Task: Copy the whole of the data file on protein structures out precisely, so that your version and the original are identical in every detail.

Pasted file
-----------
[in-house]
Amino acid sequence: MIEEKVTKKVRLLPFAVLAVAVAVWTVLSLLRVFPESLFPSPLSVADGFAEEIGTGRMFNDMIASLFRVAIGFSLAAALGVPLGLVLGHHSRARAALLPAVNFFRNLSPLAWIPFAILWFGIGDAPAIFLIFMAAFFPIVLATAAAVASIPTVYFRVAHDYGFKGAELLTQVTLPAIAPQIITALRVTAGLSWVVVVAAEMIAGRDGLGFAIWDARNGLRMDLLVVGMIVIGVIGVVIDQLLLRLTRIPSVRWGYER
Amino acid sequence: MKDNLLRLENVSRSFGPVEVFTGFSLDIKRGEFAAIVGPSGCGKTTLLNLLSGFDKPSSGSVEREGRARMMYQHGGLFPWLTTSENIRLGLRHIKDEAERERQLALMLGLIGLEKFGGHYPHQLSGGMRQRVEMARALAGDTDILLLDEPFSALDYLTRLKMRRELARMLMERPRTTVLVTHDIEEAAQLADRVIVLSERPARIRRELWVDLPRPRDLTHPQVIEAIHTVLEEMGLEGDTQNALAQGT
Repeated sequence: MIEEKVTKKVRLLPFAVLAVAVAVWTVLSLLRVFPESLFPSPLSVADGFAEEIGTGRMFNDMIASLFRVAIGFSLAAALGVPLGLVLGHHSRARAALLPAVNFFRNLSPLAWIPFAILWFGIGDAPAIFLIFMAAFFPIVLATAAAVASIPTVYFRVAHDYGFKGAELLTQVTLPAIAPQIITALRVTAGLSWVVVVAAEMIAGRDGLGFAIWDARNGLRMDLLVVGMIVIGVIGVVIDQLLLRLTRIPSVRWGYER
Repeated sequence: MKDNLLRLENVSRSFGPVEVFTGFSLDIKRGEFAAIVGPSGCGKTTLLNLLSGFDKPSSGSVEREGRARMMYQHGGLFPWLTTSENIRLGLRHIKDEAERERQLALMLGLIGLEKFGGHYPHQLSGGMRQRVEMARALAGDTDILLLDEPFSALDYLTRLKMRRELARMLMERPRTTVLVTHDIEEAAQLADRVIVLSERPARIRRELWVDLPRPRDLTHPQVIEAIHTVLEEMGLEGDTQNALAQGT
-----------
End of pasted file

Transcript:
[in-house]
Amino acid sequence: MIEEKVTKKVRLLPFAVLAVAVAVWTVLSLLRVFPESLFPSPLSVADGFAEEIGTGRMFNDMIASLFRVAIGFSLAAALGVPLGLVLGHHSRARAALLPAVNFFRNLSPLAWIPFAILWFGIGDAPAIFLIFMAAFFPIVLATAAAVASIPTVYFRVAHDYGFKGAELLTQVTLPAIAPQIITALRVTAGLSWVVVVAAEMIAGRDGLGFAIWDARNGLRMDLLVVGMIVIGVIGVVIDQLLLRLTRIPSVRWGYER
Amino acid sequence: MKDNLLRLENVSRSFGPVEVFTGFSLDIKRGEFAAIVGPSGCGKTTLLNLLSGFDKPSSGSVEREGRARMMYQHGGLFPWLTTSENIRLGLRHIKDEAERERQLALMLGLIGLEKFGGHYPHQLSGGMRQRVEMARALAGDTDILLLDEPFSALDYLTRLKMRRELARMLMERPRTTVLVTHDIEEAAQLADRVIVLSERPARIRRELWVDLPRPRDLTHPQVIEAIHTVLEEMGLEGDTQNALAQGT
Repeated sequence: MIEEKVTKKVRLLPFAVLAVAVAVWTVLSLLRVFPESLFPSPLSVADGFAEEIGTGRMFNDMIASLFRVAIGFSLAAALGVPLGLVLGHHSRARAALLPAVNFFRNLSPLAWIPFAILWFGIGDAPAIFLIFMAAFFPIVLATAAAVASIPTVYFRVAHDYGFKGAELLTQVTLPAIAPQIITALRVTAGLSWVVVVAAEMIAGRDGLGFAIWDARNGLRMDLLVVGMIVIGVIGVVIDQLLLRLTRIPSVRWGYER
Repeated sequence: MKDNLLRLENVSRSFGPVEVFTGFSLDIKRGEFAAIVGPSGCGKTTLLNLLSGFDKPSSGSVEREGRARMMYQHGGLFPWLTTSENIRLGLRHIKDEAERERQLALMLGLIGLEKFGGHYPHQLSGGMRQRVEMARALAGDTDILLLDEPFSALDYLTRLKMRRELARMLMERPRTTVLVTHDIEEAAQLADRVIVLSERPARIRRELWVDLPRPRDLTHPQVIEAIHTVLEEMGLEGDTQNALAQGT